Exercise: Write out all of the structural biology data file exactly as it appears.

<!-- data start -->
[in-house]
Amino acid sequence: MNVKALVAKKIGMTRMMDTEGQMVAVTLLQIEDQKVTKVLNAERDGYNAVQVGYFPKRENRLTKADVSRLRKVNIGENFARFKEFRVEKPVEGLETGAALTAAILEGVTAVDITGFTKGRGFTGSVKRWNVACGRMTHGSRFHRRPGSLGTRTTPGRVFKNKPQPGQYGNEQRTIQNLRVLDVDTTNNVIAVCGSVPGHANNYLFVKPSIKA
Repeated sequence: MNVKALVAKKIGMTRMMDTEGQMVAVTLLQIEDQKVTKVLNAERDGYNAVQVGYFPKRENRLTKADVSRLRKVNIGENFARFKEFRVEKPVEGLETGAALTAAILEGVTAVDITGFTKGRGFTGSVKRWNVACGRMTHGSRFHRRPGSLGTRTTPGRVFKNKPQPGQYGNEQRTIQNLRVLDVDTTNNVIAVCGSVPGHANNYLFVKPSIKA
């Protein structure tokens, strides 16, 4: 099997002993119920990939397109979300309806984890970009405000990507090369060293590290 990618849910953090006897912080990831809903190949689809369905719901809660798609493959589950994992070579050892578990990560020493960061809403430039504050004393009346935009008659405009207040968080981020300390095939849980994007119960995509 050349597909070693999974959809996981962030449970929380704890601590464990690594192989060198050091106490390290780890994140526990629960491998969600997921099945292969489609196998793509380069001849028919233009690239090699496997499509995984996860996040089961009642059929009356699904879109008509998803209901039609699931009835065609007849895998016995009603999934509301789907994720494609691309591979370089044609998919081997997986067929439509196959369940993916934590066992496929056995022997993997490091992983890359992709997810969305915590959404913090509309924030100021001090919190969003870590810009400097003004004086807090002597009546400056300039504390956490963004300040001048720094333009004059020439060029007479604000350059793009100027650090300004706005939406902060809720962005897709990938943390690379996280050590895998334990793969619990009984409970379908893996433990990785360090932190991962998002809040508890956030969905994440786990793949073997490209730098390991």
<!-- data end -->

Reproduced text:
[in-house]
Amino acid sequence: MNVKALVAKKIGMTRMMDTEGQMVAVTLLQIEDQKVTKVLNAERDGYNAVQVGYFPKRENRLTKADVSRLRKVNIGENFARFKEFRVEKPVEGLETGAALTAAILEGVTAVDITGFTKGRGFTGSVKRWNVACGRMTHGSRFHRRPGSLGTRTTPGRVFKNKPQPGQYGNEQRTIQNLRVLDVDTTNNVIAVCGSVPGHANNYLFVKPSIKA
Repeated sequence: MNVKALVAKKIGMTRMMDTEGQMVAVTLLQIEDQKVTKVLNAERDGYNAVQVGYFPKRENRLTKADVSRLRKVNIGENFARFKEFRVEKPVEGLETGAALTAAILEGVTAVDITGFTKGRGFTGSVKRWNVACGRMTHGSRFHRRPGSLGTRTTPGRVFKNKPQPGQYGNEQRTIQNLRVLDVDTTNNVIAVCGSVPGHANNYLFVKPSIKA
């Protein structure tokens, strides 16, 4: 099997002993119920990939397109979300309806984890970009405000990507090369060293590290 990618849910953090006897912080990831809903190949689809369905719901809660798609493959589950994992070579050892578990990560020493960061809403430039504050004393009346935009008659405009207040968080981020300390095939849980994007119960995509 050349597909070693999974959809996981962030449970929380704890601590464990690594192989060198050091106490390290780890994140526990629960491998969600997921099945292969489609196998793509380069001849028919233009690239090699496997499509995984996860996040089961009642059929009356699904879109008509998803209901039609699931009835065609007849895998016995009603999934509301789907994720494609691309591979370089044609998919081997997986067929439509196959369940993916934590066992496929056995022997993997490091992983890359992709997810969305915590959404913090509309924030100021001090919190969003870590810009400097003004004086807090002597009546400056300039504390956490963004300040001048720094333009004059020439060029007479604000350059793009100027650090300004706005939406902060809720962005897709990938943390690379996280050590895998334990793969619990009984409970379908893996433990990785360090932190991962998002809040508890956030969905994440786990793949073997490209730098390991």